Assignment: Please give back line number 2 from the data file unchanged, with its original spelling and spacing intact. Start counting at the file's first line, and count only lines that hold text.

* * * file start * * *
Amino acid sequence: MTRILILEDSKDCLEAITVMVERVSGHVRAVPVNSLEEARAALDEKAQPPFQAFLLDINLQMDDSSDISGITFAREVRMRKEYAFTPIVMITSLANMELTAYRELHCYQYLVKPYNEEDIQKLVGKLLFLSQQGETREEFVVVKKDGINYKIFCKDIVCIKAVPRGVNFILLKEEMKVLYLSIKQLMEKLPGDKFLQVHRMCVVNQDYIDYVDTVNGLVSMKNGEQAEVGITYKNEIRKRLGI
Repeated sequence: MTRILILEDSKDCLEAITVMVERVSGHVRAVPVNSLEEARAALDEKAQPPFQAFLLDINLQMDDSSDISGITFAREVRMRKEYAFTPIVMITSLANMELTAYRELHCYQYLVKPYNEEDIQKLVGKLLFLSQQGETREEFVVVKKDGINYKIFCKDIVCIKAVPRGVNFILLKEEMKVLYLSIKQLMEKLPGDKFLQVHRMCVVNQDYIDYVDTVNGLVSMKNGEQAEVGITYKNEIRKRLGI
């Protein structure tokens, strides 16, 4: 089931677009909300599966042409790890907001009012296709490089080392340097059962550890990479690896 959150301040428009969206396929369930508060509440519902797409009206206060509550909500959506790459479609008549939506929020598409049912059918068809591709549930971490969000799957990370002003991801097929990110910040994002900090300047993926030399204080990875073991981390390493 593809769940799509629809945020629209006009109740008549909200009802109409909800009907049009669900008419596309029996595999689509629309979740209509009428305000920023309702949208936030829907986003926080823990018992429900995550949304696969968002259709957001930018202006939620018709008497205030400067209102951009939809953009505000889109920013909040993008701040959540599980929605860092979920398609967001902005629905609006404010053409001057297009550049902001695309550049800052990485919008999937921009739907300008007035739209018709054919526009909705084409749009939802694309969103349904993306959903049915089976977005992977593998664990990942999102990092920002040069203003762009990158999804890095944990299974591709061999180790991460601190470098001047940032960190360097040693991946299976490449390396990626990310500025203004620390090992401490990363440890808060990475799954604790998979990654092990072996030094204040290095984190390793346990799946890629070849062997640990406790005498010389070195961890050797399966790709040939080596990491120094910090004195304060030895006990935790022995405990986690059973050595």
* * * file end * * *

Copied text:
Repeated sequence: MTRILILEDSKDCLEAITVMVERVSGHVRAVPVNSLEEARAALDEKAQPPFQAFLLDINLQMDDSSDISGITFAREVRMRKEYAFTPIVMITSLANMELTAYRELHCYQYLVKPYNEEDIQKLVGKLLFLSQQGETREEFVVVKKDGINYKIFCKDIVCIKAVPRGVNFILLKEEMKVLYLSIKQLMEKLPGDKFLQVHRMCVVNQDYIDYVDTVNGLVSMKNGEQAEVGITYKNEIRKRLGI